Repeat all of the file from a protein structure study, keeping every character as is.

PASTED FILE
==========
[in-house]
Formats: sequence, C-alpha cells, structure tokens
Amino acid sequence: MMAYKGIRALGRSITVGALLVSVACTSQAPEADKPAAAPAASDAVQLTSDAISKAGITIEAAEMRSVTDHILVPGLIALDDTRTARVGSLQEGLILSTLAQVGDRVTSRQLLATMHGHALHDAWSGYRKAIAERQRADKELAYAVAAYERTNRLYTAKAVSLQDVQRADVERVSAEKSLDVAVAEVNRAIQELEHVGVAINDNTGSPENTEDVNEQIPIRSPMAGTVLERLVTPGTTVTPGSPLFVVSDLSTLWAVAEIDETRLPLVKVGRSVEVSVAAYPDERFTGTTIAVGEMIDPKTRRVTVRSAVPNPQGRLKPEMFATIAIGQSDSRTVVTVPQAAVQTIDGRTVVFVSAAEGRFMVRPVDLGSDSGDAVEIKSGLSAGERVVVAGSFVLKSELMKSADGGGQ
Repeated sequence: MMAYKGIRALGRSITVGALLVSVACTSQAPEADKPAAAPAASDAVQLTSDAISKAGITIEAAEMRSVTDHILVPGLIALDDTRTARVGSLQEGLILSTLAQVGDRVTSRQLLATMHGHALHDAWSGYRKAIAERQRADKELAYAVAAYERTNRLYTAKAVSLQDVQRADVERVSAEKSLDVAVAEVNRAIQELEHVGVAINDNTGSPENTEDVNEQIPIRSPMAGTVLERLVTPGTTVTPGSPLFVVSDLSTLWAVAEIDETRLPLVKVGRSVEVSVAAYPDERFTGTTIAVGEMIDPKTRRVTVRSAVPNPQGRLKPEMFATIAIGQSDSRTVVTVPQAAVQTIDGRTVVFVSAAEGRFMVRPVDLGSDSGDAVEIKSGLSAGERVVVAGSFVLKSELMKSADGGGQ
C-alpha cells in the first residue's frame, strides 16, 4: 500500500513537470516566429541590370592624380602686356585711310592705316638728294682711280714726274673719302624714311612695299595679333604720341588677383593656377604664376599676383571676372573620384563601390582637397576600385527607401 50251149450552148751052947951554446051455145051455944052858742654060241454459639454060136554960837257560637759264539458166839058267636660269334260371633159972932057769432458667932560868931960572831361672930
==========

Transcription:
[in-house]
Formats: sequence, C-alpha cells, structure tokens
Amino acid sequence: MMAYKGIRALGRSITVGALLVSVACTSQAPEADKPAAAPAASDAVQLTSDAISKAGITIEAAEMRSVTDHILVPGLIALDDTRTARVGSLQEGLILSTLAQVGDRVTSRQLLATMHGHALHDAWSGYRKAIAERQRADKELAYAVAAYERTNRLYTAKAVSLQDVQRADVERVSAEKSLDVAVAEVNRAIQELEHVGVAINDNTGSPENTEDVNEQIPIRSPMAGTVLERLVTPGTTVTPGSPLFVVSDLSTLWAVAEIDETRLPLVKVGRSVEVSVAAYPDERFTGTTIAVGEMIDPKTRRVTVRSAVPNPQGRLKPEMFATIAIGQSDSRTVVTVPQAAVQTIDGRTVVFVSAAEGRFMVRPVDLGSDSGDAVEIKSGLSAGERVVVAGSFVLKSELMKSADGGGQ
Repeated sequence: MMAYKGIRALGRSITVGALLVSVACTSQAPEADKPAAAPAASDAVQLTSDAISKAGITIEAAEMRSVTDHILVPGLIALDDTRTARVGSLQEGLILSTLAQVGDRVTSRQLLATMHGHALHDAWSGYRKAIAERQRADKELAYAVAAYERTNRLYTAKAVSLQDVQRADVERVSAEKSLDVAVAEVNRAIQELEHVGVAINDNTGSPENTEDVNEQIPIRSPMAGTVLERLVTPGTTVTPGSPLFVVSDLSTLWAVAEIDETRLPLVKVGRSVEVSVAAYPDERFTGTTIAVGEMIDPKTRRVTVRSAVPNPQGRLKPEMFATIAIGQSDSRTVVTVPQAAVQTIDGRTVVFVSAAEGRFMVRPVDLGSDSGDAVEIKSGLSAGERVVVAGSFVLKSELMKSADGGGQ
C-alpha cells in the first residue's frame, strides 16, 4: 500500500513537470516566429541590370592624380602686356585711310592705316638728294682711280714726274673719302624714311612695299595679333604720341588677383593656377604664376599676383571676372573620384563601390582637397576600385527607401 50251149450552148751052947951554446051455145051455944052858742654060241454459639454060136554960837257560637759264539458166839058267636660269334260371633159972932057769432458667932560868931960572831361672930